Pfeiffer Vacuum

2.8.2 Application notes

Generating clean vacuum

Turbopumps are suitable for generating clean vacuums in the range of 10-3 to 10-10 mbar. Thanks to their high compression ratio, they reliably keep oil from the inlet area of rotary vane pumps away from the recipient. Models with stainless steel housings and CF flanges can be baked out. This makes these pumps ideally suited for research and development applications where contamination of the residual gas is undesirable. Turbopumps can be used for evacuating large vessels, with rotary vane pumps being employed as backing pumps. In the case of turbo drag pumps, even two-stage diaphragm pumps will suffice as backing pumps; however due to their lower pumping speed, it will take them a great deal of time to pump down larger vessels. The gas throughput of the combination will also be highly restricted by the diaphragm pump.

However this combination is an extremely cost-effective solution for a dry pumping station. It is often used in connection with differentially pumped mass spectrometers. Pumping stations consisting of a backing pump and a turbopump do not require valves. Both pumps are switched on at the same time. As soon as the backing pump has reached the necessary backing-vacuum, the turbopump quickly accelerates to its nominal speed and quickly evacuates the vessel to a pressure of p < 10-4 mbar with its high pumping speed. Brief power failures can be bridged by the high rotational speed of the rotor. In the case of longer power failures, both the pump and the recipient can be vented automatically if the RPMs decline below a minimum speed.

The effects that play a role in evacuating vessels are described in Chapter 7. Dimensioning issues as well as calculation of pump-down times are also presented in that chapter.

Evacuating load lock chambers

Evacuating load-lock chambers definitely requires clean handling when transferring the workpieces to be treated in a vacuum process. If these items are channeled in from atmospheric pressure, the chamber should first be pre-evacuated via a bypass line. The running turbopump is then connected between the backing pump and the chamber via valves.

Analytical applications

In many cases, mass spectrometers are used in analysis devices today. Fluids are often injected and evaporated in the inlet chamber of the vacuum system. Pressure is reduced in several stages, and the individual chambers are isolated from one another by orifices. Since each chamber must be pumped, the objective is to combine the gas flows via taps on the turbopump through skillful combination of backing pumps and turbopumps. Specially modified turbopumps with taps are used for series applications.

Helium leak detectors, too, are equipped with turbopumps. In this case, the counter-flow principle is often used; i.e. a mass spectrometer is arranged on the high vacuum side of the pump. Due to the lower compression ratios of turbopumps for helium than for nitrogen or oxygen, the pump acts as a selective amplifier for the helium partial pressure.

Pumps with high gas loads in vacuum processes

Pumps with high gas loads in vacuum processes The turbopump offers two advantages when pumping high gas loads for vacuum processes: It generates clean vacuum at the beginning of each process step, and can then pump down process gas without any harmful backflow. In the second step, the primary objective is to maintain the given pressure at which the desired vacuum process should run. In this process, gas throughputs and working pressure will be determined by the application in question; i.e. a given volume flow rate will be pumped at a given gas throughput. Moreover, it should be possible to quickly achieve clean intermediate vacuum when changing workpieces. Since these are conflicting requirements, a turbopump of sufficient size for the required gas throughput and the required intermediate vacuum will be selected. The process pressure will be regulated via an inlet (butterfly) valve. An example of how to dimension this kind of pumping station is shown in Chapter 7. The maximum permissible gas loads specified in the technical data should be taken to mean permissible continuous loads. This applies subject to the assurance of sufficient cooling in accordance with the specification and a backing pressure that is less than 50 % of the critical backing pressure.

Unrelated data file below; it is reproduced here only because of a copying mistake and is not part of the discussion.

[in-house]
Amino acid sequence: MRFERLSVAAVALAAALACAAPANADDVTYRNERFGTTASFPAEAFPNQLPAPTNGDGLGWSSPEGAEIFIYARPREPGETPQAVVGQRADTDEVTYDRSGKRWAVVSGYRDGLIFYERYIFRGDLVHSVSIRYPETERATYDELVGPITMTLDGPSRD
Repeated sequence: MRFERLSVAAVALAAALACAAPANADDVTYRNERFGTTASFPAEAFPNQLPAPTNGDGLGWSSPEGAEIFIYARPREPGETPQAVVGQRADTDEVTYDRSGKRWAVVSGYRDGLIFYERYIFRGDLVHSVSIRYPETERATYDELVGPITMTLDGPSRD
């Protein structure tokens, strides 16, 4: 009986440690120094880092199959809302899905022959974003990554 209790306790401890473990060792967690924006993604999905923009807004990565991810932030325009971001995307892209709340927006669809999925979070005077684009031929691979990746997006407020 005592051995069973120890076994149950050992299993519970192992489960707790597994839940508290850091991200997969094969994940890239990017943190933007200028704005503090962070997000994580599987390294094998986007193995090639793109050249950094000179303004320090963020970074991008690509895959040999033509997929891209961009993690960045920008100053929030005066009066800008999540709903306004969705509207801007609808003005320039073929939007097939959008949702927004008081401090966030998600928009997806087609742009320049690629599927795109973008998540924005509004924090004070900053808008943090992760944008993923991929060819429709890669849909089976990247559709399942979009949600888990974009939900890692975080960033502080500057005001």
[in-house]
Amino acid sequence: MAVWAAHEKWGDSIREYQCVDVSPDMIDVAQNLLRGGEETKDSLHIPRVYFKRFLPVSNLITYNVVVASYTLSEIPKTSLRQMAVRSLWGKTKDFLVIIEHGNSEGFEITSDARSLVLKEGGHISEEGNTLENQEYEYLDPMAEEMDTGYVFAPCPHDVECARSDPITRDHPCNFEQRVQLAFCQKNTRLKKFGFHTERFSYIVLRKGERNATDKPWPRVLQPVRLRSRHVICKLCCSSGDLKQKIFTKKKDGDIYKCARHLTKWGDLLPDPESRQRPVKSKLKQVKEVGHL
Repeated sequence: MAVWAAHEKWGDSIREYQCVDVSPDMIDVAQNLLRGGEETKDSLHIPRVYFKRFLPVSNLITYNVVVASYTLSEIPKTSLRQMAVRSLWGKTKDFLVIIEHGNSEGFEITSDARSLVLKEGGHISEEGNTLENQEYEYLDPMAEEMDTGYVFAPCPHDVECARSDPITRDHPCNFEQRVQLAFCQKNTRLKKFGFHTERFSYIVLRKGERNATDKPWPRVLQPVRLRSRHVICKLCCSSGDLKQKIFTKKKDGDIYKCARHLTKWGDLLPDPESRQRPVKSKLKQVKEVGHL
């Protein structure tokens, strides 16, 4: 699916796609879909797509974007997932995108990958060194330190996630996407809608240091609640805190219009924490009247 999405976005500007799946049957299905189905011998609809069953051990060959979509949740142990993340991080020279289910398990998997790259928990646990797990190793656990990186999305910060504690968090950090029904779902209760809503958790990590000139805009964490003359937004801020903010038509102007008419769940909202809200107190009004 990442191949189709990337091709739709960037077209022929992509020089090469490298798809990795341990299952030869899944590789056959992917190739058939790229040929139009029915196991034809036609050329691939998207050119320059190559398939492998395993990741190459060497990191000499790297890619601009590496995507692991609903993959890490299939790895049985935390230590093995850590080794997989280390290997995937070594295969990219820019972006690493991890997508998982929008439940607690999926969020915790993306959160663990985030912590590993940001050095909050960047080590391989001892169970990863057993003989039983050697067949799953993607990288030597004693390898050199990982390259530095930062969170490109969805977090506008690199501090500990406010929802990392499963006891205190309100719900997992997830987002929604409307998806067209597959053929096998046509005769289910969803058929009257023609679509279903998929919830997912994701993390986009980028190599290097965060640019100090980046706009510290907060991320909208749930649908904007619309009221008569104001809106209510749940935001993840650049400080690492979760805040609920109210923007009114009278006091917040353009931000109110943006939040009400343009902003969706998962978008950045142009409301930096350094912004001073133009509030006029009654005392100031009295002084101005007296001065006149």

Pumping corrosive and abrasive substances

When pumping corrosive gases, measures must be taken to protect the motor / bearing areas and the rotor, in particular, against corrosion. To do this, all surfaces that come into contact with corrosive gas are either provided with a coating or made from materials that can withstand attacks by these gases. A defined inert gas flow is admitted into the motor / bearing area in the backing-vacuum via a special sealing gas valve. From there, the gas flows through labyrinth seals to the backing-vacuum area, mixes with the corrosive gas and is pumped down together with the corrosive gas.

The blades can wear mechanically should dust accumulate; this could necessitate repairs and replacement of the rotor. It should also be noted that deposits can be expected to form in the pump, which will necessitate shorter service intervals. In particular, it is necessary to ensure that deposits in the pump do not react with the moisture in the air to become aggressive substances. Consequently, the pumps should be vented with dry inert gases only, and should be fitted with sealed backing-vacuum and high vacuum flanges. Turbopumps for these applications are always classical turbopumps without a Holweck stage, as the narrow gaps and pump channels in the Holweck stage would quickly clog with dust deposits and the rotor would seize.

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